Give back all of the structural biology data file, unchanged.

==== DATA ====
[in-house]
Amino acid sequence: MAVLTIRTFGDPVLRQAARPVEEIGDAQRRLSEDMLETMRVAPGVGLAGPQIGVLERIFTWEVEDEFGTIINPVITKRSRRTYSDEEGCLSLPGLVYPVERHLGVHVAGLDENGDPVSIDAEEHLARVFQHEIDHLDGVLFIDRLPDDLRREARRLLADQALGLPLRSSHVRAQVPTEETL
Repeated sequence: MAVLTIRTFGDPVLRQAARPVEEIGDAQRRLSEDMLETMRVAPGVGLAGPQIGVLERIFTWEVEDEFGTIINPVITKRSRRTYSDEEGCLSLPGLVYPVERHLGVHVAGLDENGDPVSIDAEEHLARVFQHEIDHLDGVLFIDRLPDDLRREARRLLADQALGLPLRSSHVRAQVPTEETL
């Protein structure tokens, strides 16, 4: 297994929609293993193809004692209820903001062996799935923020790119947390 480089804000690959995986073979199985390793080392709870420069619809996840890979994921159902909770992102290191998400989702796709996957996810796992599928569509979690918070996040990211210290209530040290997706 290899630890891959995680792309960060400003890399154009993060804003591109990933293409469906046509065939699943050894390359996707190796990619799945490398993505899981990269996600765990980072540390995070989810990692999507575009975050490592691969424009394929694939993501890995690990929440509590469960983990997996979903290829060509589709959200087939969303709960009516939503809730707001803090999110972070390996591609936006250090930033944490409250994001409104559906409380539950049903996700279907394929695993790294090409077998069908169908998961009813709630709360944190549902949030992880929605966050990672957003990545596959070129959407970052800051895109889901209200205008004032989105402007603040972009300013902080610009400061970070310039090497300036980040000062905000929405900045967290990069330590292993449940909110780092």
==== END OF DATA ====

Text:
[in-house]
Amino acid sequence: MAVLTIRTFGDPVLRQAARPVEEIGDAQRRLSEDMLETMRVAPGVGLAGPQIGVLERIFTWEVEDEFGTIINPVITKRSRRTYSDEEGCLSLPGLVYPVERHLGVHVAGLDENGDPVSIDAEEHLARVFQHEIDHLDGVLFIDRLPDDLRREARRLLADQALGLPLRSSHVRAQVPTEETL
Repeated sequence: MAVLTIRTFGDPVLRQAARPVEEIGDAQRRLSEDMLETMRVAPGVGLAGPQIGVLERIFTWEVEDEFGTIINPVITKRSRRTYSDEEGCLSLPGLVYPVERHLGVHVAGLDENGDPVSIDAEEHLARVFQHEIDHLDGVLFIDRLPDDLRREARRLLADQALGLPLRSSHVRAQVPTEETL
């Protein structure tokens, strides 16, 4: 297994929609293993193809004692209820903001062996799935923020790119947390 480089804000690959995986073979199985390793080392709870420069619809996840890979994921159902909770992102290191998400989702796709996957996810796992599928569509979690918070996040990211210290209530040290997706 290899630890891959995680792309960060400003890399154009993060804003591109990933293409469906046509065939699943050894390359996707190796990619799945490398993505899981990269996600765990980072540390995070989810990692999507575009975050490592691969424009394929694939993501890995690990929440509590469960983990997996979903290829060509589709959200087939969303709960009516939503809730707001803090999110972070390996591609936006250090930033944490409250994001409104559906409380539950049903996700279907394929695993790294090409077998069908169908998961009813709630709360944190549902949030992880929605966050990672957003990545596959070129959407970052800051895109889901209200205008004032989105402007603040972009300013902080610009400061970070310039090497300036980040000062905000929405900045967290990069330590292993449940909110780092």